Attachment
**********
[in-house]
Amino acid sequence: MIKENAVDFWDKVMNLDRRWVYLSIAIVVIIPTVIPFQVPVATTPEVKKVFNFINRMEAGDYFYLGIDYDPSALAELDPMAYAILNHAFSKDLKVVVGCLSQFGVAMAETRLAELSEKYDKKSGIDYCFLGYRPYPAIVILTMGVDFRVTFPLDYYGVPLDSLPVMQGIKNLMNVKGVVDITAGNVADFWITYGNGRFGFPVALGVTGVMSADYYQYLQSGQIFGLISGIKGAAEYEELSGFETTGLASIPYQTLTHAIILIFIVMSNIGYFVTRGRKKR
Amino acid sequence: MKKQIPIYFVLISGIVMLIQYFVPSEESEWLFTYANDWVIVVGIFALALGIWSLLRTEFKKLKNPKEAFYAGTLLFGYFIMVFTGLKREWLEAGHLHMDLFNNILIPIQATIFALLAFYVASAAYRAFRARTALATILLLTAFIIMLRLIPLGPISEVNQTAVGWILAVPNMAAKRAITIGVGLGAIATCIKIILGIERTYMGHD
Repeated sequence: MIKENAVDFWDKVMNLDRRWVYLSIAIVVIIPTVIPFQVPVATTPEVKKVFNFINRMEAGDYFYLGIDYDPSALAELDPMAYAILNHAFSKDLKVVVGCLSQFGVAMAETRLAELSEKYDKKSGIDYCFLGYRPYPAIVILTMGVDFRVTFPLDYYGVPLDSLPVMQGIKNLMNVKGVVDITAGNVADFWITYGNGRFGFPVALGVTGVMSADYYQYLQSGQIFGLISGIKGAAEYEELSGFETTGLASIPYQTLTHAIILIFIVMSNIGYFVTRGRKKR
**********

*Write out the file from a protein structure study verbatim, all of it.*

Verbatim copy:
[in-house]
Amino acid sequence: MIKENAVDFWDKVMNLDRRWVYLSIAIVVIIPTVIPFQVPVATTPEVKKVFNFINRMEAGDYFYLGIDYDPSALAELDPMAYAILNHAFSKDLKVVVGCLSQFGVAMAETRLAELSEKYDKKSGIDYCFLGYRPYPAIVILTMGVDFRVTFPLDYYGVPLDSLPVMQGIKNLMNVKGVVDITAGNVADFWITYGNGRFGFPVALGVTGVMSADYYQYLQSGQIFGLISGIKGAAEYEELSGFETTGLASIPYQTLTHAIILIFIVMSNIGYFVTRGRKKR
Amino acid sequence: MKKQIPIYFVLISGIVMLIQYFVPSEESEWLFTYANDWVIVVGIFALALGIWSLLRTEFKKLKNPKEAFYAGTLLFGYFIMVFTGLKREWLEAGHLHMDLFNNILIPIQATIFALLAFYVASAAYRAFRARTALATILLLTAFIIMLRLIPLGPISEVNQTAVGWILAVPNMAAKRAITIGVGLGAIATCIKIILGIERTYMGHD
Repeated sequence: MIKENAVDFWDKVMNLDRRWVYLSIAIVVIIPTVIPFQVPVATTPEVKKVFNFINRMEAGDYFYLGIDYDPSALAELDPMAYAILNHAFSKDLKVVVGCLSQFGVAMAETRLAELSEKYDKKSGIDYCFLGYRPYPAIVILTMGVDFRVTFPLDYYGVPLDSLPVMQGIKNLMNVKGVVDITAGNVADFWITYGNGRFGFPVALGVTGVMSADYYQYLQSGQIFGLISGIKGAAEYEELSGFETTGLASIPYQTLTHAIILIFIVMSNIGYFVTRGRKKR